National Institute of Standards and Technology has released a guid on securing the Industrial Internet of Things

April 23, 2021 |

The National Institute of Standards and Technology (NIST) is part of the US Department of Commerce.  It is enormously influential in setting standards, worldwide, in the cyber security sphere.  That is relevant in privacy protections as well.  Overnight the NIST released a guideline for comment, Securing the Industrial Internet of Things: Cybersecurity for Distributed Energy Resources.

It is a very topical release and deals with a difficult area of cyber security.  The industrial internet of things involves multiple devices.

The goals of the guide are:

  • remotely monitor and control utility-owned and customer-managed DER assets
  • protect and trust data and communications traffic of grid-edge devices and networks
  • capture an immutable record of control actions across DERs
  • support secure edge-to-cloud data flows, visualization, and continuous intelligence

The guide is aimed to have companies develop the following capabilities:

  • communications and data integrityto ensure that information is not modified in transit
  • authentication and access control to ensure that only known, authorized systems can exchange  information
  • command register that maintains an independent, immutable record of information exchanges  between distribution grid and DER operators
  • malware detection to monitor information exchanges and processing to identify potential  malware infections
  • behavioral monitoring to detect deviations from operational norms
  • analysis and visualization processes to monitor data, identify anomalies, and alert operators

The key factor is that IoT devices within DERs can communicate and exchange information across the open internet.  Unless there is a  private communications network this expand the attack surface of traditional  energy generation and distribution networks and the assets that connect to them. The guide develops as risk-based approach to cybersecurity and proactive cybersecurity defense.  That provides some assurance that  information exchanges between and among DERs = can be monitored, secured, and trusted.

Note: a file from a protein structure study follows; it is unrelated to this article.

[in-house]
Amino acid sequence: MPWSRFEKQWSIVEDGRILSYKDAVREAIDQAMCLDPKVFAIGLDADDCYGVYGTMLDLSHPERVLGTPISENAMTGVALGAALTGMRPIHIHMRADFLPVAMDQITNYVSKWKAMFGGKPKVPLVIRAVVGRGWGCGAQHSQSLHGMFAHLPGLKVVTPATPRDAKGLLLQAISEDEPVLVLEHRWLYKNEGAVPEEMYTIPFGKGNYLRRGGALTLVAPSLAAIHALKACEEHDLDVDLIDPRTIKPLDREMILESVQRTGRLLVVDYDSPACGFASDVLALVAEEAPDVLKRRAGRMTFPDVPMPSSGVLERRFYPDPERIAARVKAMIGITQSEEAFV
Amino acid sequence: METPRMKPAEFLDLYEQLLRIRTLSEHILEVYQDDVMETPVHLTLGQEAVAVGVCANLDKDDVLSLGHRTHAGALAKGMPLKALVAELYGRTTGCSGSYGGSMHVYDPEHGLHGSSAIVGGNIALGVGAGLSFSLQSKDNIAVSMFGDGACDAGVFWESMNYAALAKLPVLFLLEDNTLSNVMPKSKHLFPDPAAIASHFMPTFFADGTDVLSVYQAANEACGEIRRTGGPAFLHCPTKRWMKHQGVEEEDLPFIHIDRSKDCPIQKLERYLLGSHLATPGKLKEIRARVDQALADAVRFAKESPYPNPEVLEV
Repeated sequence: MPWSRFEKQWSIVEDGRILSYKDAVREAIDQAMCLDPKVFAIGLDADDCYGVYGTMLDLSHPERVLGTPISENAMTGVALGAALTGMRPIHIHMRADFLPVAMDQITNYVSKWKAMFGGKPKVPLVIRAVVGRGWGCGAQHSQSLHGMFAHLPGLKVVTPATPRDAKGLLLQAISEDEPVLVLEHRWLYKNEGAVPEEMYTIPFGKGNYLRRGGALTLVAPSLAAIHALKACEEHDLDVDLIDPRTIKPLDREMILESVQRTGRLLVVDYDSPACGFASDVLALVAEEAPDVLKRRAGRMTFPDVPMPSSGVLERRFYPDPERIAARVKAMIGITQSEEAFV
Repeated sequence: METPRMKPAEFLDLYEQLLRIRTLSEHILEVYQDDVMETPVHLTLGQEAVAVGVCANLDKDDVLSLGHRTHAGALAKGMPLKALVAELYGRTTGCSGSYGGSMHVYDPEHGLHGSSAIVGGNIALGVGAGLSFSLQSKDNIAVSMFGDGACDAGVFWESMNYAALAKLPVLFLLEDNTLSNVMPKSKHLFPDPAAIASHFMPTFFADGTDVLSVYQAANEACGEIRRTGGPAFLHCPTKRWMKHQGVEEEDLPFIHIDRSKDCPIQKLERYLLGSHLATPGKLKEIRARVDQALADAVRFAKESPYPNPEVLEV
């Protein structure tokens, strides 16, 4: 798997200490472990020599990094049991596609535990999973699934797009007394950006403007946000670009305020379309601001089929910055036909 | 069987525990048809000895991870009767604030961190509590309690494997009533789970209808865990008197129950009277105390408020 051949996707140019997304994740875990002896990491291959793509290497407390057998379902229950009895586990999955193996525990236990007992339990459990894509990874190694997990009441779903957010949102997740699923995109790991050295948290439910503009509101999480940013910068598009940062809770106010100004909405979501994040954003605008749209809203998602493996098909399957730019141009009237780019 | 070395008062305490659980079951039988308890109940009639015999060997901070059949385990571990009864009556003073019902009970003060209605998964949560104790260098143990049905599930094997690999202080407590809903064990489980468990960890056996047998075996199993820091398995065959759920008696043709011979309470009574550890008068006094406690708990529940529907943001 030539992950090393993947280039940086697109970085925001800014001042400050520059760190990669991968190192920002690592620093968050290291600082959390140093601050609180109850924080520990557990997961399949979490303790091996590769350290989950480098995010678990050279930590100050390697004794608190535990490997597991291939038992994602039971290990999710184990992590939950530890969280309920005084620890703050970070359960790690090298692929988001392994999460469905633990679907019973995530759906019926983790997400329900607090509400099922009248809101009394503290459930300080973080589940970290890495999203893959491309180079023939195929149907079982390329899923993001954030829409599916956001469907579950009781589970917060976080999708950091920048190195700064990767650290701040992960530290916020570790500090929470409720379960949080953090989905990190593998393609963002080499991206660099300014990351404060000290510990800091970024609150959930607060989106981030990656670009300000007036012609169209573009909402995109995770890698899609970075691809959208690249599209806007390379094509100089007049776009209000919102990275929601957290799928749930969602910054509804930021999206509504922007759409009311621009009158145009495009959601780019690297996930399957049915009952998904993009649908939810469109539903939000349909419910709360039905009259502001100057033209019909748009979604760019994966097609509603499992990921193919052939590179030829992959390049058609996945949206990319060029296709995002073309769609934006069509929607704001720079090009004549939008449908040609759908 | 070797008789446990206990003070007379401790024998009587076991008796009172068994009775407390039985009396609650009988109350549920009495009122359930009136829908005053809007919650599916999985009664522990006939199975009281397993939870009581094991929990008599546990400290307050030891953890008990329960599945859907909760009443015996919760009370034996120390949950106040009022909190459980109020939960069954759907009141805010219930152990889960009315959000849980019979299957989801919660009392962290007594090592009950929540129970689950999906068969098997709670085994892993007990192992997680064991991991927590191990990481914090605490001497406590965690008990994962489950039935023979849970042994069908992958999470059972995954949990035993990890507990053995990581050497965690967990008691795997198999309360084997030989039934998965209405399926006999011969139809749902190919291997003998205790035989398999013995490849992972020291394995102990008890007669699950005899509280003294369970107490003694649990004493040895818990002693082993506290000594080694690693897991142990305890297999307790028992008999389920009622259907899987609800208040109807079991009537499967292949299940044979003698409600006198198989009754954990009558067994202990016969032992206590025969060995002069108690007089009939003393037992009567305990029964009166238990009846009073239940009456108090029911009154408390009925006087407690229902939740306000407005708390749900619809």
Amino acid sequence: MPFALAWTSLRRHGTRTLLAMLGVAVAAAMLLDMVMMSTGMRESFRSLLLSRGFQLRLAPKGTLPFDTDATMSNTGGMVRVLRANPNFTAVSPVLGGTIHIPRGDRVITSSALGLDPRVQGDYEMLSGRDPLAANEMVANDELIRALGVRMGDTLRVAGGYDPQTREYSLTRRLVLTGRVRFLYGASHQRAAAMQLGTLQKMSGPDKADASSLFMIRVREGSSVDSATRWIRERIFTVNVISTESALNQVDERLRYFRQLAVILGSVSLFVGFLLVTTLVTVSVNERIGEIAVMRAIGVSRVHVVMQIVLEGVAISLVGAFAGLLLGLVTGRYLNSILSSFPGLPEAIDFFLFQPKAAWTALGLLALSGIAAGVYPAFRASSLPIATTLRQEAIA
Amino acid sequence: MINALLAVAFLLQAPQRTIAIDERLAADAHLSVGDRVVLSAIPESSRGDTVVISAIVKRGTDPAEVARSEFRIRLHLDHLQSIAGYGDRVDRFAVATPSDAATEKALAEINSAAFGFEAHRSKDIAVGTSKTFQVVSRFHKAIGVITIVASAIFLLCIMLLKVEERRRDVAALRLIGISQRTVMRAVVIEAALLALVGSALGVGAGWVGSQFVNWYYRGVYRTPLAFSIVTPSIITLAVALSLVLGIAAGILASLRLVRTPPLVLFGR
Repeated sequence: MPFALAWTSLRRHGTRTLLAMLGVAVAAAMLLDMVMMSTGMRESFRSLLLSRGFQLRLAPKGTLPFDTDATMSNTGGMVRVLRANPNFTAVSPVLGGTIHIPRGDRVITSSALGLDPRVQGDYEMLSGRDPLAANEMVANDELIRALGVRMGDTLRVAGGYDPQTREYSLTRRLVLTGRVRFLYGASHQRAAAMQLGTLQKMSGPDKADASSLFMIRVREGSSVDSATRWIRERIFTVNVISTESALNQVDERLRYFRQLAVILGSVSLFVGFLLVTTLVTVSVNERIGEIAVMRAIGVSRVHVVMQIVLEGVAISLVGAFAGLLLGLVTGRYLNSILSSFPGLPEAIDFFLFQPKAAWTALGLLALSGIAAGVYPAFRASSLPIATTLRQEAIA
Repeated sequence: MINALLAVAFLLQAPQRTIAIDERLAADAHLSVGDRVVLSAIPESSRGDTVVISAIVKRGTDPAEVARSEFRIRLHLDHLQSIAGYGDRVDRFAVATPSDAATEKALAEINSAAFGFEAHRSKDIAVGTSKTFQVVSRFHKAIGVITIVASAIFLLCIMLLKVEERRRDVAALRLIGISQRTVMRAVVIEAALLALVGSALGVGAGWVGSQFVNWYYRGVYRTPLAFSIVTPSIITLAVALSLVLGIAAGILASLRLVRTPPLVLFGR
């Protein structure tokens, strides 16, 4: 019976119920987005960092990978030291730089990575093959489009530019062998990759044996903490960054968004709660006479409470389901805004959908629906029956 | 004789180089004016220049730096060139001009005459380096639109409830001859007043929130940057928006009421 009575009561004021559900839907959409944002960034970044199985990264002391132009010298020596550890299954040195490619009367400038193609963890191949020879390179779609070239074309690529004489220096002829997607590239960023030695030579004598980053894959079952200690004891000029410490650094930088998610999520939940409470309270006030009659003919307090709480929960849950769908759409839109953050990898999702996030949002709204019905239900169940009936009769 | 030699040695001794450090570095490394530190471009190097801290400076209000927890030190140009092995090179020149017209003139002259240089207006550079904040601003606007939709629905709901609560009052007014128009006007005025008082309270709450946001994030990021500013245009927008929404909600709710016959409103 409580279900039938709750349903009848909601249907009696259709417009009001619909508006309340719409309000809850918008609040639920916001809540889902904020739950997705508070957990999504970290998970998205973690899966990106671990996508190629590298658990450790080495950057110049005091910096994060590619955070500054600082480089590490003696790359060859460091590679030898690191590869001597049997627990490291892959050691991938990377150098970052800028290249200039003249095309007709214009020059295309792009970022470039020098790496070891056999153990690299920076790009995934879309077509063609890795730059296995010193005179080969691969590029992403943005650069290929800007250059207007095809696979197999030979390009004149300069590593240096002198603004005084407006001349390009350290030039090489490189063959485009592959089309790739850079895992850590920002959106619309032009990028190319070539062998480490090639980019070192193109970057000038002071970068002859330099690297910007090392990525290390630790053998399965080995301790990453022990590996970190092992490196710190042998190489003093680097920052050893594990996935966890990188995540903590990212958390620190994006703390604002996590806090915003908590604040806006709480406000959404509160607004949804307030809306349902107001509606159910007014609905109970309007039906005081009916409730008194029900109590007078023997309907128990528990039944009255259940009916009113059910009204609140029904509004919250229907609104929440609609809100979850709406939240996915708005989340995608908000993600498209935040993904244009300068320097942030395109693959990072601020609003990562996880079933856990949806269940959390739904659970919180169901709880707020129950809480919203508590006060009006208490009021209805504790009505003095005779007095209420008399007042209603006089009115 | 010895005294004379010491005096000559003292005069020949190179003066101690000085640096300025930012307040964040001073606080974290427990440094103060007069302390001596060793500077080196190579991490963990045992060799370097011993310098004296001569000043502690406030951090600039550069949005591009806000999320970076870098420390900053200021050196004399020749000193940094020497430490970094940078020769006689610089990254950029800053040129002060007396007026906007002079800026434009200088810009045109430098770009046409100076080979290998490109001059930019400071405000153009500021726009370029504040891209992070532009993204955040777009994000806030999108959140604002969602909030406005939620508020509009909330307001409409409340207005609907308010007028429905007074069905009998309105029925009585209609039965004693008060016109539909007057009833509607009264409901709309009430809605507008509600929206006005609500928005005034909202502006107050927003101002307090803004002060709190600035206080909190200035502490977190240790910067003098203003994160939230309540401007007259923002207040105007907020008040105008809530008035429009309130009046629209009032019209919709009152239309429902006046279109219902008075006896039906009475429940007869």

What is often not considered clearly is what is meant by risk.  The NIST defines risk generally as:

 “a measure of the extent to which an entity is threatened by a potential circumstance or event, and typically a function of:

(i) the adverse impacts that would arise if the circumstance or event occurs; and

(ii) the likelihood of  occurrence.

The guide defines risk assessment as

the process of identifying, estimating, and prioritizing risks to organizational operations (including mission, functions, image, reputation), organizational assets, individuals, other organizations, and the Nation, resulting from the operation of an information system. Part of risk management incorporates threat and vulnerability analyses, and considers mitigations provided by security controls planned or in place.

A vulnerability is defined as:

“weakness in an information system, system security procedures,  internal controls, or implementation that could be exploited or triggered by a threat source.”

The NIST recommends consistent and comprehensive checking of vulnerabilities which fall into the following categories:

  • policy and procedure–incomplete, inappropriate, or nonexistent security policy, including its documentation, implementation guides (e.g., procedures), and enforcement
  • architecture and design–design flaws, development flaws, poor administration, and connections with other systems and networks
  • configuration and maintenance–misconfiguration and poor maintenance
  • physical–lack of or improper physical access control, malfunctioning equipment
  • software development–improper data validation, security capabilities not enabled, inadequate authentication privileges
  • communication and network–nonexistent authentication, insecure protocols, improper firewall  configuration

The guide sets out in detail tables and processes to deal with the risk and implement processes to protect devices using the industrial Internet of Things.

I find the structure set out in NIST guidelines and standards very useful when advising clients on the best way to approach their cyber security issues, when reviewing their systems and when dealing with data breaches.

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